Do youth mentoring programs change the perspectives and improve the life opportunities of at-risk youth?

While most effects are positive, they tend to be modest and fade over time—in addition, some mentoring programs can backfire

10.15185/izawol.62 62 Rodríguez-Planas, N

by Núria Rodríguez-Planas

Mentoring programs such as Big Brothers Big Sisters of America have been providing positive role models and building social skills for more than a century. However, most formal mentoring programs are relatively novel and researchers have only recently begun to rigorously evaluate their impact on changing at-risk youth’s perspectives and providing opportunities for them to achieve better life outcomes. While a variety of mentoring and counseling programs have emerged around the world in recent years, knowledge of their effectiveness remains incomplete.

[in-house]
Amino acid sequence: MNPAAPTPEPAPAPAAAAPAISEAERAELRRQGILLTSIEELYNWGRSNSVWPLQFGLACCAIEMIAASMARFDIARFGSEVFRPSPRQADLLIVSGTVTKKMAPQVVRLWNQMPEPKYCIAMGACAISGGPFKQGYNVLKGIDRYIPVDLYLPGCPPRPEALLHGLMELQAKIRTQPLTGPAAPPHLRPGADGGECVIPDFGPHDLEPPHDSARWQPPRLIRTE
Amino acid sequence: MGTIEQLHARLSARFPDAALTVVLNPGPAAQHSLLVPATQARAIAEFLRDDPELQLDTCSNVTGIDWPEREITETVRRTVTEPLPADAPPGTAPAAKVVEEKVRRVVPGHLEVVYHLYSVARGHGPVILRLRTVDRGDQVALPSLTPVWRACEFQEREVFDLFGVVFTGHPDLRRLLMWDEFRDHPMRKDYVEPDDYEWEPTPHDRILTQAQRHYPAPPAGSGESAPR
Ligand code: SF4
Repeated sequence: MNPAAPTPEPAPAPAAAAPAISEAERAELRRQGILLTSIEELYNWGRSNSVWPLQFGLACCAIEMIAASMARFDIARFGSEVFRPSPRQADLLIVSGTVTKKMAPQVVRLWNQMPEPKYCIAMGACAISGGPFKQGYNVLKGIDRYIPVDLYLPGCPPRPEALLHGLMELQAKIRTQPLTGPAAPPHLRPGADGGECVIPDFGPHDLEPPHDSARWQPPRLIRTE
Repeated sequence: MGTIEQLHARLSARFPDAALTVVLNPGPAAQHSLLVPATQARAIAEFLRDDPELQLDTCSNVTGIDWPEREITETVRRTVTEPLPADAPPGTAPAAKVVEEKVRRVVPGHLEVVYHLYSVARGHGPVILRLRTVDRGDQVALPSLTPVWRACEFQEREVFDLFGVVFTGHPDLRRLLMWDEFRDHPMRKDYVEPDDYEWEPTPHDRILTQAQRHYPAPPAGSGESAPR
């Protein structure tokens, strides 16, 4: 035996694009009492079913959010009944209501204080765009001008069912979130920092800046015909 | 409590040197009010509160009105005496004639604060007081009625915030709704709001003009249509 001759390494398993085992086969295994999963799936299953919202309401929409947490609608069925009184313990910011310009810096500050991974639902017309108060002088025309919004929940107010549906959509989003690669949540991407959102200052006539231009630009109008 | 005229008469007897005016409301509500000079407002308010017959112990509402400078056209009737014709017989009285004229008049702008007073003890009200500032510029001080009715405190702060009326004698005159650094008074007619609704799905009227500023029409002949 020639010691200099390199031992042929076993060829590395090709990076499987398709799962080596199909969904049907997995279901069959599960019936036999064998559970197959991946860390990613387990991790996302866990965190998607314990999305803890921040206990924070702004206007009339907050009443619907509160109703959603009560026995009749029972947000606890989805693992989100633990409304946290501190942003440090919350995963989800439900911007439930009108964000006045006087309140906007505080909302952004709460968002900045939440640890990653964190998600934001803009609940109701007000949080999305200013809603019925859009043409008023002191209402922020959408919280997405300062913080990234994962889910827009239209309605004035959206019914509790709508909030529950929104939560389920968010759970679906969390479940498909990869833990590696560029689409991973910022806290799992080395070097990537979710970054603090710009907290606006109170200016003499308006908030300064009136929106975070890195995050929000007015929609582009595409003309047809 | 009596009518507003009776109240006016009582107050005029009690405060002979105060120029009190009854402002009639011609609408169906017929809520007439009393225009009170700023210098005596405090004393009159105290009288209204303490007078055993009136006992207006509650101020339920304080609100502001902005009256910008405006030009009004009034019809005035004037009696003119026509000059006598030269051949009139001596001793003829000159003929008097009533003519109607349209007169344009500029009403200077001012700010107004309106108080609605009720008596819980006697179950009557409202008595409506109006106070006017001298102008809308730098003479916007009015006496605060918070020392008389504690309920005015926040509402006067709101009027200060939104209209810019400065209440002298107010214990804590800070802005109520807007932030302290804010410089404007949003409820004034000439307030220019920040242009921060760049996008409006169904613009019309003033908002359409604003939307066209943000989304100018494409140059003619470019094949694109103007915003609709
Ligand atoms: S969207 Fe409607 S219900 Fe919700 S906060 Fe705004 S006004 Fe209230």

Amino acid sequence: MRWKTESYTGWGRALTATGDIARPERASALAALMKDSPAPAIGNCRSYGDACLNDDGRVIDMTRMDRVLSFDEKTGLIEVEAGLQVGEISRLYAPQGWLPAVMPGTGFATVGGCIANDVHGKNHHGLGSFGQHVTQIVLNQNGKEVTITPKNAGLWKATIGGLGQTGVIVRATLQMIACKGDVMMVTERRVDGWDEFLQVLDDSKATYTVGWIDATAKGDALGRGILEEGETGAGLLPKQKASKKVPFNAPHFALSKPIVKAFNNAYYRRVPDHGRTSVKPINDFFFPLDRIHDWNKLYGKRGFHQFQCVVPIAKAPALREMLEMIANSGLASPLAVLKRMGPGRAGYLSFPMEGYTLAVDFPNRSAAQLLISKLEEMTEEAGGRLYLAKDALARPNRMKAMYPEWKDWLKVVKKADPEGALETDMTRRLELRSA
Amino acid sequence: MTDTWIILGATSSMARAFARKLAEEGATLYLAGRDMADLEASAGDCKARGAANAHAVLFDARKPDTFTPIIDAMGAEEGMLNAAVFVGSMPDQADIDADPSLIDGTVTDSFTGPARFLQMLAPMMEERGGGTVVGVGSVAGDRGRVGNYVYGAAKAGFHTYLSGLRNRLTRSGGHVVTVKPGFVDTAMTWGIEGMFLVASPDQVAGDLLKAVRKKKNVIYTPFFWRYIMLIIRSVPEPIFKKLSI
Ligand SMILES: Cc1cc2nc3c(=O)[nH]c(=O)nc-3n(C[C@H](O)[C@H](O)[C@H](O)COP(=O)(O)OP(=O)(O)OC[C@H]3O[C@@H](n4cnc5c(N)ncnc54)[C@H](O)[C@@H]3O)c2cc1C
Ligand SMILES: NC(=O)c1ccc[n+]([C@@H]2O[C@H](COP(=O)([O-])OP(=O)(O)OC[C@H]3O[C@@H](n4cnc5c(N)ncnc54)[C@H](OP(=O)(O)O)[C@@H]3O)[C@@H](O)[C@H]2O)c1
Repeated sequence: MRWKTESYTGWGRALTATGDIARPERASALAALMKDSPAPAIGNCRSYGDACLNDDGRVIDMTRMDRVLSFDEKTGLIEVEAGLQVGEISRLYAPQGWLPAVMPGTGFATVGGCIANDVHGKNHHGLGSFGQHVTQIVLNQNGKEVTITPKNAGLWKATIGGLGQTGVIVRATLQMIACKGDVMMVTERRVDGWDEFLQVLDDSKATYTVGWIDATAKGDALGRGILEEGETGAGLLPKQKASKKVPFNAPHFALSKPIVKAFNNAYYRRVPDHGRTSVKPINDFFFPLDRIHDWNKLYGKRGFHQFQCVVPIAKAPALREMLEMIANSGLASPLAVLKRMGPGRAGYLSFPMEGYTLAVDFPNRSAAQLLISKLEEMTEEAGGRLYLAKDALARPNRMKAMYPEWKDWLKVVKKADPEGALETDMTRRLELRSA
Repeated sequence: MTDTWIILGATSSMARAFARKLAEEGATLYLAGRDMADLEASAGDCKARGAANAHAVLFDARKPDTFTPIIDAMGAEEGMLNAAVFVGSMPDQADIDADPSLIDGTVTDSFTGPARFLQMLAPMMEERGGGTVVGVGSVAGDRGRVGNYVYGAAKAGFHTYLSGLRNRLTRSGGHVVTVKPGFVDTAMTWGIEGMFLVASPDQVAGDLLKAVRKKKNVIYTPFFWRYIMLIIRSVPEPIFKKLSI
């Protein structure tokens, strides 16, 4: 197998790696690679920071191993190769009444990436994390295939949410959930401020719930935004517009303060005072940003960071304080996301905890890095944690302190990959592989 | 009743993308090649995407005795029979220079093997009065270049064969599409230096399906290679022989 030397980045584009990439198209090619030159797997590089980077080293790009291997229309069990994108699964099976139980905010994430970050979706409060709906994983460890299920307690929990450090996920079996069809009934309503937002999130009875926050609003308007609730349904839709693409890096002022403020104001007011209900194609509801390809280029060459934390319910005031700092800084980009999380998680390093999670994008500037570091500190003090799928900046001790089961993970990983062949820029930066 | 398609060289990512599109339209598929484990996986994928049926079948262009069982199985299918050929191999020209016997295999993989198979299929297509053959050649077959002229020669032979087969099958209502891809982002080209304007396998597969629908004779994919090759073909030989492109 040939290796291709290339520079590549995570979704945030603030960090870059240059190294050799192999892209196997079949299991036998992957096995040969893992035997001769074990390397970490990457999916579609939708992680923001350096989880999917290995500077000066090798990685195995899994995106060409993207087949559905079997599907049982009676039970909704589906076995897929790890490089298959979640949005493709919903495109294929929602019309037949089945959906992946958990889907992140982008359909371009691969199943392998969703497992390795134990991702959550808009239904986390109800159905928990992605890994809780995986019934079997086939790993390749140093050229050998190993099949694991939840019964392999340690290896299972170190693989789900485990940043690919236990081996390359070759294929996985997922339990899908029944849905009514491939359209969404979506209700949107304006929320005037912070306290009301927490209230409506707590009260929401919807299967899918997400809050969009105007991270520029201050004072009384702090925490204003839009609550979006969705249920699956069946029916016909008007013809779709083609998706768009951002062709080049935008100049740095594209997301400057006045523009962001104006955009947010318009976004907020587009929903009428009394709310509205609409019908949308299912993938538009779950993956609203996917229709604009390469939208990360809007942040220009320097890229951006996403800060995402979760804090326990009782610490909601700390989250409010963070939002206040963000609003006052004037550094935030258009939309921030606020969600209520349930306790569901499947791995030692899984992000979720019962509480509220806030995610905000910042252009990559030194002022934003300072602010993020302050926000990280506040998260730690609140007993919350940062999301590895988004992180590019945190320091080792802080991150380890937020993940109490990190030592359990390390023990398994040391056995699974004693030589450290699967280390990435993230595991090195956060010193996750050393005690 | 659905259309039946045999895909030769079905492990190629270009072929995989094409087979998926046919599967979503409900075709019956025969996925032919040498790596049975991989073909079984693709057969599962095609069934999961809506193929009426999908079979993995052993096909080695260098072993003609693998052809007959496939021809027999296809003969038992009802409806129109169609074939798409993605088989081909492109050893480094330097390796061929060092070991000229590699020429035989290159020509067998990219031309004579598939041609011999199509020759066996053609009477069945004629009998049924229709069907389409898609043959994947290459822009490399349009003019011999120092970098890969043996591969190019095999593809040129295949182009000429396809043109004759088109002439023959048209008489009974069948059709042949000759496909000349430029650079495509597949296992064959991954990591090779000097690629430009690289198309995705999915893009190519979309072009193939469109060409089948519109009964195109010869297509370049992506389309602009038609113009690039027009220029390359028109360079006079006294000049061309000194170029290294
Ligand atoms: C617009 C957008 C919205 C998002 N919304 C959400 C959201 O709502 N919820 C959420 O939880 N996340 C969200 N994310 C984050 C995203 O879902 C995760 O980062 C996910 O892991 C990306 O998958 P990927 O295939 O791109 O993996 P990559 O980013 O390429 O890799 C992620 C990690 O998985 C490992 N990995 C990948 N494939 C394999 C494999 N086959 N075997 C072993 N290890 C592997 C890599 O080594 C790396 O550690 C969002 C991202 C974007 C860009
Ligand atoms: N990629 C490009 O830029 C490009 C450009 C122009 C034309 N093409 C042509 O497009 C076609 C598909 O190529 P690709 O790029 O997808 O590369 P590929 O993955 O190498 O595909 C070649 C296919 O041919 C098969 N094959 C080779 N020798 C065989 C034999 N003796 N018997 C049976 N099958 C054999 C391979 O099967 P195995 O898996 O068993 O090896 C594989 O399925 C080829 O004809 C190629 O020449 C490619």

The effect of early retirement schemes on youth employment

Keeping older workers in the workforce longer not only doesn’t harm the employment of younger workers, but might actually help both

10.15185/izawol.70 70 Böheim, R

by René Böheim

The fiscal sustainability of state pensions is a central concern of policymakers in nearly every advanced economy. Policymakers have attempted to ensure the sustainability of these programs in recent decades by raising retirement ages. However, there are concerns that keeping older workers in the workforce for longer might have negative consequences for younger workers. Since youth unemployment is a pressing problem throughout advanced and developing countries, it is important to consider the impact of these policies on the employment prospects of the young.

Teenage childbearing and labor market implications for women

Teenage childbearing is less a cause of inferior labor market outcomes for women than a marker of other social problems in a girl’s life

10.15185/izawol.28 28 Levine, P

by Phillip B. Levine

It is not difficult to find statistics showing that 
teenage childbearing is associated with poor labor market outcomes, but why is this the case? Does having a child as a teenager genuinely affect a